Saturday, January 1, 2011

The Black Swan

In spite of some great theatre offerings in town this fall, (The Seafarer, The Savannah Dispute and White Christmas all come to mind) I haven't reviewed much theatre or film lately.

There's one simple reason for this: I've been mostly working nights, and the evenings I've had away from my day job, have been spent onstage or on camera as a performer, rather than as a paying customer. Mea culpa.

New Year's Resolution #1: more blogging in 2011.

So in the last week of the year, my lovely housemate Brenda, arranged for me to join her, and a few friends at a screening of "The Black Swan".  Director Darren Arnofsky has done interesting work in the past, (The Wrestler) and I was anxious to see what he would do with ballet as his subject.

We were not alone in our enthusiasm. The theatre was so packed, we had to sit right at the front, a thing I hadn't done since my days at TIFF screenings, in years gone by. The curved screen, and the constantly moving camera made for unsettling viewing.

It's an unsettling picture. Nina, played by Natalie Portman, is chosen from the corps de ballet to replace an aging prima ballerina (Winona Ryder chanelling Gloria Swanson in "Sunset Boulevard") and dance one of classical ballet's most challenging roles: Odette/Odile the white and black swans in "Swan Lake".

Nina is a rigid perfectionist, sandwiched between a narcissistic, suffocatingly controlling, failed dancer of a mother (Barbara Hershy) and a Svengali-like director (a seductive Vincent Cassel) whose manipulations border on sexual and emotional sadism.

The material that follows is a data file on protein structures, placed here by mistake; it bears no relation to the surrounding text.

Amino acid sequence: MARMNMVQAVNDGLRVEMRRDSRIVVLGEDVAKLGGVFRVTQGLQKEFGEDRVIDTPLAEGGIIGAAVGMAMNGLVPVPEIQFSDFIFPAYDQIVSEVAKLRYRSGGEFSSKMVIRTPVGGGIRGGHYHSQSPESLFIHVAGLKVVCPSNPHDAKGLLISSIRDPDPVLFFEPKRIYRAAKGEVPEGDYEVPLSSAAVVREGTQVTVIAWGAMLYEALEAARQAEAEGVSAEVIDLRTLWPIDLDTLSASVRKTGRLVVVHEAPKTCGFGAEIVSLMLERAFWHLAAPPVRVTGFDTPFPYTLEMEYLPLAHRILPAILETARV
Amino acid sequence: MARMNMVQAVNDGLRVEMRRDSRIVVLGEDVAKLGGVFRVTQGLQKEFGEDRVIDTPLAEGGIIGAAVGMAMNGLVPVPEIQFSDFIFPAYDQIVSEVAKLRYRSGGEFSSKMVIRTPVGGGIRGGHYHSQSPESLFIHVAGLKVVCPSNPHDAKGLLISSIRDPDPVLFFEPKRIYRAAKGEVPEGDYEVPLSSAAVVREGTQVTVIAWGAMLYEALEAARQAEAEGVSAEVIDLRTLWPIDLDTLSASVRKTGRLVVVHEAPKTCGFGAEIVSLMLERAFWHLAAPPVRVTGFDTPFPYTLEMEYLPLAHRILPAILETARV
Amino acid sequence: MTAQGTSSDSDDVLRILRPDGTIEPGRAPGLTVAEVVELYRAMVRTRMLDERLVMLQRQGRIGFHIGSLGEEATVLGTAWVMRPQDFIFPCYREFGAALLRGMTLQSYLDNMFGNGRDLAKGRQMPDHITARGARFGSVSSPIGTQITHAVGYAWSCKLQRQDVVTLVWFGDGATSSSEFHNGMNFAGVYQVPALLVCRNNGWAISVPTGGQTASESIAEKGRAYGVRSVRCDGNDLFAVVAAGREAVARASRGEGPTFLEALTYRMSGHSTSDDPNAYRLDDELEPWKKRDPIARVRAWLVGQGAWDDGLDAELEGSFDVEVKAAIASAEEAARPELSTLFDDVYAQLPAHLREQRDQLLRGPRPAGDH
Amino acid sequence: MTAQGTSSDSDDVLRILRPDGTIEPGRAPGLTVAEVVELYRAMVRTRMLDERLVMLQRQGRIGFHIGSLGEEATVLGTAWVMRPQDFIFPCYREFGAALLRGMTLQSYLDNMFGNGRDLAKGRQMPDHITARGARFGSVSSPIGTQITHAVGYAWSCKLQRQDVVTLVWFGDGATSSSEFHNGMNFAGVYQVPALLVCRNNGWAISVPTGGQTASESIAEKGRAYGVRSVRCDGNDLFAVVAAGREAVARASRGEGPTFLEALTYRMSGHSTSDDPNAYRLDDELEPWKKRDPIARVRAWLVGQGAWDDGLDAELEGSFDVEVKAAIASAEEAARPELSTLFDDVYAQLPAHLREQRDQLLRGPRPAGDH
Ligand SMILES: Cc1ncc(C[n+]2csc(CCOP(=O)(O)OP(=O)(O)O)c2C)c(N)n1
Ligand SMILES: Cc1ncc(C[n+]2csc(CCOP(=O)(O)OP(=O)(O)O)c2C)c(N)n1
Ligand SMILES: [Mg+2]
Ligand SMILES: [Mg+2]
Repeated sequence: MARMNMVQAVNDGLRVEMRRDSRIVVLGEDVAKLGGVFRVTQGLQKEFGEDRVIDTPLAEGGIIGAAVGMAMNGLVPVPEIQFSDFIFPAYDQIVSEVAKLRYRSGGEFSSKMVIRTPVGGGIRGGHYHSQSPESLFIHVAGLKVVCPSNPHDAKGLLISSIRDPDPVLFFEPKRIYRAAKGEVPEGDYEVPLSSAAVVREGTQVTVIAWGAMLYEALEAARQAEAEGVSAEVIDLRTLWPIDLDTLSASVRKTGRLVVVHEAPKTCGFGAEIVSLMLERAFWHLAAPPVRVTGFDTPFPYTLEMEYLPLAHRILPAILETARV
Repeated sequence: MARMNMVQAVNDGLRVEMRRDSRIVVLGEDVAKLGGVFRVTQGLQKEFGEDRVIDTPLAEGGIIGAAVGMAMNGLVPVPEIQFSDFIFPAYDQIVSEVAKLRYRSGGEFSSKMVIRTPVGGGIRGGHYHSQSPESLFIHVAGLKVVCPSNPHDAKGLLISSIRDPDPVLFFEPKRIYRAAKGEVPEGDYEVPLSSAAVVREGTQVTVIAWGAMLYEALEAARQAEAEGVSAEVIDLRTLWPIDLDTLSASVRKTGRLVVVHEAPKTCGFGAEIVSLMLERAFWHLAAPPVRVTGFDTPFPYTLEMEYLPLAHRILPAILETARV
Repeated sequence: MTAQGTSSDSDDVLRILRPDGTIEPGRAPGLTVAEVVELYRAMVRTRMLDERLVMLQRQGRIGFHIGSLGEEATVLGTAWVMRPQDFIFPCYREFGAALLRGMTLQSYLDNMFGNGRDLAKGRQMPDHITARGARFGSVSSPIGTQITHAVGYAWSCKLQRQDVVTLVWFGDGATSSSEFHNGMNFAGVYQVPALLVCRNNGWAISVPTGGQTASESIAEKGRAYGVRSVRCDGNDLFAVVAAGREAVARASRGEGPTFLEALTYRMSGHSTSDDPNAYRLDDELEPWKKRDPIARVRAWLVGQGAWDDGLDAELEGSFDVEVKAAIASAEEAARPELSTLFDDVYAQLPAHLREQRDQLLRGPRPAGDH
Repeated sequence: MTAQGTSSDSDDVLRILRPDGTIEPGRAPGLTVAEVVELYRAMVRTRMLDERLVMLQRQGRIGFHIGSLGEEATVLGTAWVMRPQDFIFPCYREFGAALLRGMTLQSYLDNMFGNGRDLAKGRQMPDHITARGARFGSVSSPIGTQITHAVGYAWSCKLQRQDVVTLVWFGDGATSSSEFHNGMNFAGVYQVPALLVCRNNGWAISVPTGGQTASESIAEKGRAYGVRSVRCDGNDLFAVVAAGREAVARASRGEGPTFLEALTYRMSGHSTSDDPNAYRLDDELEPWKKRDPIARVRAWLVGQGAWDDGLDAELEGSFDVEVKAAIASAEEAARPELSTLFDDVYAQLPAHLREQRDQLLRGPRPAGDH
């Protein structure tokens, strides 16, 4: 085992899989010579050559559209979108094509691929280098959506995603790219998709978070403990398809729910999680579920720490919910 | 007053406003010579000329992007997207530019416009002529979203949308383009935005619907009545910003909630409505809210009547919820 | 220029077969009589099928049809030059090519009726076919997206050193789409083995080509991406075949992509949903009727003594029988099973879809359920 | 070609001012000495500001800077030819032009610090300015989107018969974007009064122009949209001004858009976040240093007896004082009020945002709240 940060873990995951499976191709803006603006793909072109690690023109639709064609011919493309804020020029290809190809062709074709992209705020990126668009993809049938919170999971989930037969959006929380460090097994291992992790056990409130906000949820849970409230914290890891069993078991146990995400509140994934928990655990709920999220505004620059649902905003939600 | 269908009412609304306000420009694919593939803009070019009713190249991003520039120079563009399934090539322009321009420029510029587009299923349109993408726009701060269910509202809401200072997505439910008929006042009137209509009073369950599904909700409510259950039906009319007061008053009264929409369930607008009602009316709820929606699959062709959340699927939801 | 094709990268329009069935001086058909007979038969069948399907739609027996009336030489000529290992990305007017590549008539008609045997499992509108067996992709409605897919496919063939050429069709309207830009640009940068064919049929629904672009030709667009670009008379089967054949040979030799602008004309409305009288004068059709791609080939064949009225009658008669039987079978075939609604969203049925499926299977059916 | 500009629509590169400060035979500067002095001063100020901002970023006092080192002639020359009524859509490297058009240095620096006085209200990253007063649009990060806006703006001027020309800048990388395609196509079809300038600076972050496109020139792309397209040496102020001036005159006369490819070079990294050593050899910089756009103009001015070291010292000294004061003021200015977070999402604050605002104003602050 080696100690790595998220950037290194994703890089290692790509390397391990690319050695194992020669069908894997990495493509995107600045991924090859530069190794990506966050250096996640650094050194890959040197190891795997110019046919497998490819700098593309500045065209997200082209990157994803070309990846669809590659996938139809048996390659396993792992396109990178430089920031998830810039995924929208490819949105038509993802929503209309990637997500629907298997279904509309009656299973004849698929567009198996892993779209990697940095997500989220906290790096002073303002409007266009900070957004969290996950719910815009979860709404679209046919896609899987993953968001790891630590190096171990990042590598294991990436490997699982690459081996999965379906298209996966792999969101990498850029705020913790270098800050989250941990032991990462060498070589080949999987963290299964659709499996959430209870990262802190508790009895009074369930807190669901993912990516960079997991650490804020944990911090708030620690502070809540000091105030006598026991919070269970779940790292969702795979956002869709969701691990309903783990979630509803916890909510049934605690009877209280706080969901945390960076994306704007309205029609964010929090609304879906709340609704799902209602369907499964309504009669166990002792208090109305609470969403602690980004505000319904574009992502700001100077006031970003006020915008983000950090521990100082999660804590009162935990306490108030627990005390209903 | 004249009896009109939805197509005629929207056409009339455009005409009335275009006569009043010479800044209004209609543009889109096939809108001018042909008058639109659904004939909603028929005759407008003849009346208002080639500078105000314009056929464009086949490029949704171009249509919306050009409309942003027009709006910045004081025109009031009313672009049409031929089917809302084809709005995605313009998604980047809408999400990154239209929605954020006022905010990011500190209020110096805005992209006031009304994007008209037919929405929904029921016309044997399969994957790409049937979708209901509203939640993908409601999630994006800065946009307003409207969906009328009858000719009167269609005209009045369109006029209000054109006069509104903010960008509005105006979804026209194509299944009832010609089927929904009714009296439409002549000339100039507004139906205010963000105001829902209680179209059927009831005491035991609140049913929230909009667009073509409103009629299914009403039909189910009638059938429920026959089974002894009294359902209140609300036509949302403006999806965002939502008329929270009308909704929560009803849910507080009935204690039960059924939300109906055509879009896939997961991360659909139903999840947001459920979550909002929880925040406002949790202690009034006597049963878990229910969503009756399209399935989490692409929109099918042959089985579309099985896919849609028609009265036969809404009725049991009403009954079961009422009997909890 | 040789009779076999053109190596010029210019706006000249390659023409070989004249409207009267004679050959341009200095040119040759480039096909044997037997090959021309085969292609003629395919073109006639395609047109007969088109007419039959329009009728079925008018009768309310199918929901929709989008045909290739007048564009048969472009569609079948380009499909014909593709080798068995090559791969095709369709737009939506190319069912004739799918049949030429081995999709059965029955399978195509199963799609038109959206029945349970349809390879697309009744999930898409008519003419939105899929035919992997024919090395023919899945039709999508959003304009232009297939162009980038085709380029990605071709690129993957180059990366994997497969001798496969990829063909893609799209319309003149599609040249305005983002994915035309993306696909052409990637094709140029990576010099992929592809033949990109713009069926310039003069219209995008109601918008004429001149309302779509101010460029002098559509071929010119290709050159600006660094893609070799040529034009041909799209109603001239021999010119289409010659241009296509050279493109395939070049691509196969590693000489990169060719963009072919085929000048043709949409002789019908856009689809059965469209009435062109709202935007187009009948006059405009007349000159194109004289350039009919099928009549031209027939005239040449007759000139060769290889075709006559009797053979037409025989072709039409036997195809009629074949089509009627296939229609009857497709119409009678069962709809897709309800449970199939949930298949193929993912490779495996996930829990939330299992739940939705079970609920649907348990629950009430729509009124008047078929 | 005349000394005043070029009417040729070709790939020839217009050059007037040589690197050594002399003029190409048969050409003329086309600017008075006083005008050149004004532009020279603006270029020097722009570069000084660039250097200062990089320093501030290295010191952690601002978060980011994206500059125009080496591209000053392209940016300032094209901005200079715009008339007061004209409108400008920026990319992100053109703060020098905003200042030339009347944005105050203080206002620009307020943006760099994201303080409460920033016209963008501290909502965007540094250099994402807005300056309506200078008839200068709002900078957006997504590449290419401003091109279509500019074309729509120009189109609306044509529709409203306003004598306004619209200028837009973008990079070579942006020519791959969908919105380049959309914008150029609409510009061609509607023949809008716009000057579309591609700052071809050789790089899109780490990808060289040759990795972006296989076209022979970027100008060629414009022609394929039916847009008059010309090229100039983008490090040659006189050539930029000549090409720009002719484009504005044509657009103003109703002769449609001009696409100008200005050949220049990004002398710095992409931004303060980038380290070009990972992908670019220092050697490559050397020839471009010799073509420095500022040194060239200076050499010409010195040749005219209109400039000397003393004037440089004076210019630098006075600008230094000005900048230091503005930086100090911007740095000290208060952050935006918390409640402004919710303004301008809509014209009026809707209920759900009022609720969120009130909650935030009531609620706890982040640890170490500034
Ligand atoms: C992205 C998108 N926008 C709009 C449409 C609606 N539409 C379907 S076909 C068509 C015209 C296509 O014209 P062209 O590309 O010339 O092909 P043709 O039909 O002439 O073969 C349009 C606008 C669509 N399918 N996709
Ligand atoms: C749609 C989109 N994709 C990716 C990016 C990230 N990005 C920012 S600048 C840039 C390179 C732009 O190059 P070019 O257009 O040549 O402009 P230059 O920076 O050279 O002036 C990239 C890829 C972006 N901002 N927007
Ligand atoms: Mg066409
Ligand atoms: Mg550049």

The tightly wound dancer begins to unravel under the stressors of both preparations, and expectations, to say nothing of jealous and competitive peers. She is driven to the brink of madness, as she tries to achieve both the technical perfection and the emotional depth and passion required to completely evince the duality of the role.

Arnofsky plays an interesting game with perception and reality in a portrayal of a discipline that is surreal to begin with. The film is told almost completely from the point-of-view of Portman's character and her increasingly intense emotional state affects our perception of the people surrounding her. Is it drugs? Is it a dream? Is it insanity? Or is it just a great performer surrendering fully to the heightened state necessary to play a great dramatic role?

I felt the "hot" lesbian sex was just a way to get straight men to see a film about about ballet and the swan-morphing went too far: come on, webbed feet?

However, a film this passionatly intense, beautifully shot and brilliantly acted is a rare treat. The costumes by Rodarte are perfection.

The film's misssteps are more than compensated for by its pleasures. Get there early if you want a good seat.

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